For example, in November 1979, a 61-year-old forestry worker called Robert Taylor encountered what he later described as a ‘spaceship’. It was hovering above the ground in a clearing in Dechmont Wood, on the northern fringe of Livingston, a new town in West Lothian, Scotland. Two smaller objects, resembling war-time naval mines, rolled towards Taylor and attached themselves to his trousers. Shortly after, he lost consciousness. He ‘came to’ some 20 minutes later, lying on the ground, feeling unwell. Around the time of this incident, there were UFO sightings in the locality, although it’s unclear whether they were directly connected with what Taylor experienced.
Some wooded areas have generated multiple reports of strange incidents. For example, people driving over Cannock Chase in Staffordshire have allegedly encountered bigfoot-like figures, and walkers there claim to have seen ghostly Roman soldiers. Rendlesham Forest in Suffolk is best-known for a series of UFO sightings by US air force personnel at the end of 1980. But visitors to the forest continue to experience odd phenomena there, such as hot or warm stones falling down near them.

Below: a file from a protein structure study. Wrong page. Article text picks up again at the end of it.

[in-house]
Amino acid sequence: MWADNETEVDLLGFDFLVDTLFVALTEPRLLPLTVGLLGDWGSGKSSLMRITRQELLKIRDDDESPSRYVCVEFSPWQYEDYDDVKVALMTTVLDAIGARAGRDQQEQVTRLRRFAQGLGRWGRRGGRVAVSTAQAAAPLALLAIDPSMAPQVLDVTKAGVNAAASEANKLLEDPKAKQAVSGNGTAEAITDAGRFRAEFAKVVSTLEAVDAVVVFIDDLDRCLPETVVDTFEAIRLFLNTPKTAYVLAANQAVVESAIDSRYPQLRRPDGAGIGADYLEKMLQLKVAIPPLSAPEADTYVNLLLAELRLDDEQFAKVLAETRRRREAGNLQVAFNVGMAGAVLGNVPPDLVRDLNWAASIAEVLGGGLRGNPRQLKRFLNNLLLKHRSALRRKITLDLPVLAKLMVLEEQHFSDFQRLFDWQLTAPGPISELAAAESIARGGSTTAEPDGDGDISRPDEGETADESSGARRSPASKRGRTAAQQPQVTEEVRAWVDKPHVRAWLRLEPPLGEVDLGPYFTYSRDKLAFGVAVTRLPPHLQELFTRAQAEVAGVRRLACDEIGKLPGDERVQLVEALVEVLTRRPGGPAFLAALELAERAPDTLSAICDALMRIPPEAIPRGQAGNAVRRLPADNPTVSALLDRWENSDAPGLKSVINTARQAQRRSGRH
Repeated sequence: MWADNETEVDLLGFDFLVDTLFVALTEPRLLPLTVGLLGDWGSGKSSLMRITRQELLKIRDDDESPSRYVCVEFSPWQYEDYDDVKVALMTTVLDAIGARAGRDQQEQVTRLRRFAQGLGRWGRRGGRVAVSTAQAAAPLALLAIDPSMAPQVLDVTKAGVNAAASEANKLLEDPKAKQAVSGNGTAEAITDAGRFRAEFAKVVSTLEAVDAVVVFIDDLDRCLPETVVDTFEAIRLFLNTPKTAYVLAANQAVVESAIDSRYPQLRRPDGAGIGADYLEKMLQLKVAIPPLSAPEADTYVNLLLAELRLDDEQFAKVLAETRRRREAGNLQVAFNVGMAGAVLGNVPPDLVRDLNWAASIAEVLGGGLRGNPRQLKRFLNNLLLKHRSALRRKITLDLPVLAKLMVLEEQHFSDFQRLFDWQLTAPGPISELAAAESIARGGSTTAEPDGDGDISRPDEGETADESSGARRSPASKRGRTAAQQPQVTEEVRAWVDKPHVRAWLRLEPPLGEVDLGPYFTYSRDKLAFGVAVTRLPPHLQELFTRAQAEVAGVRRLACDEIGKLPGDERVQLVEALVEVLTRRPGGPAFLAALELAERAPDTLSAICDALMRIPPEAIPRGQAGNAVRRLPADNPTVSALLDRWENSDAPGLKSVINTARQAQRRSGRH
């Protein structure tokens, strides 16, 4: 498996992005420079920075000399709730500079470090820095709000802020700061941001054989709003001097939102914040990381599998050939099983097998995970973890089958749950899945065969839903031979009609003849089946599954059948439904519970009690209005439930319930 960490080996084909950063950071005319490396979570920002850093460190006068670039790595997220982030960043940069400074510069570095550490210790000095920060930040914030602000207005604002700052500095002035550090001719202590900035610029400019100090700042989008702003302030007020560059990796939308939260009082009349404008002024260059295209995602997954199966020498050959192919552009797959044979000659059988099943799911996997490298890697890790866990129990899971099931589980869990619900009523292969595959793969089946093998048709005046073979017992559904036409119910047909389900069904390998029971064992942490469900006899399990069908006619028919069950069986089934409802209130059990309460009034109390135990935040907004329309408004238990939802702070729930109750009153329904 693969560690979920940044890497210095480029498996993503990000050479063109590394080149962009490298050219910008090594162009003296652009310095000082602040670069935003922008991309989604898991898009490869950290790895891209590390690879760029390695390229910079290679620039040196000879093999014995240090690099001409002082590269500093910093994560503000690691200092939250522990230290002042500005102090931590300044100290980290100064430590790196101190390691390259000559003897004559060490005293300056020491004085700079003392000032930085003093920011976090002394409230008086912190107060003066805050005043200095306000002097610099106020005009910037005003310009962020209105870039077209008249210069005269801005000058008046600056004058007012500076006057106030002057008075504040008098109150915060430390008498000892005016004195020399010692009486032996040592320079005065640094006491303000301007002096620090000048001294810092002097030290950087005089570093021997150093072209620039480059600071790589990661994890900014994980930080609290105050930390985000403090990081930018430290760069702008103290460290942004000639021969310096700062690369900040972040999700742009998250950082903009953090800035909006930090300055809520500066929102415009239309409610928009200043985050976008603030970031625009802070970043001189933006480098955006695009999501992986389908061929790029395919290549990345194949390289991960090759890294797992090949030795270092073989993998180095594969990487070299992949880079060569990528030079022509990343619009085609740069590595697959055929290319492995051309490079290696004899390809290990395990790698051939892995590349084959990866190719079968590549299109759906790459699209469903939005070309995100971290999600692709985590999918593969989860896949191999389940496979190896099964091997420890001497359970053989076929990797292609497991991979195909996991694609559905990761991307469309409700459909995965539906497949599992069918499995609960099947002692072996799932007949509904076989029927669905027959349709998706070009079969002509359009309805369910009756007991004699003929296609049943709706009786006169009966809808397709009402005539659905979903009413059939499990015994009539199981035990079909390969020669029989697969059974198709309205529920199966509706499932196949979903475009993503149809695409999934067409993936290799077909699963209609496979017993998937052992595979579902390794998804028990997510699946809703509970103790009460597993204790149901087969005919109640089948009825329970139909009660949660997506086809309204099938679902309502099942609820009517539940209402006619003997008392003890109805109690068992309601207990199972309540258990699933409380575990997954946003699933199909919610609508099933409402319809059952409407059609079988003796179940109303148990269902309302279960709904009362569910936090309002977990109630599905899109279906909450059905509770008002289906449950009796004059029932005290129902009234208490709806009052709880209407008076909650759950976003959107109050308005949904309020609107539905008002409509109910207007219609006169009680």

In his discussion of numerous reports of bizarre phenomena in our woods, McCue weighs the evidence judiciously, recognising that some of the stories could be mischievous inventions. He refers, for example, to a claim that the bodies of nine adults and 11 children were found, in mysterious circumstances, in Dering Wood, Kent, in 1948. But he explains that the tale is clearly a fabrication. However, in respect of some of the other reports, he inclines to the view that paranormal phenomena truly occurred, and he speculates on what may have been behind them.
By Peter McCue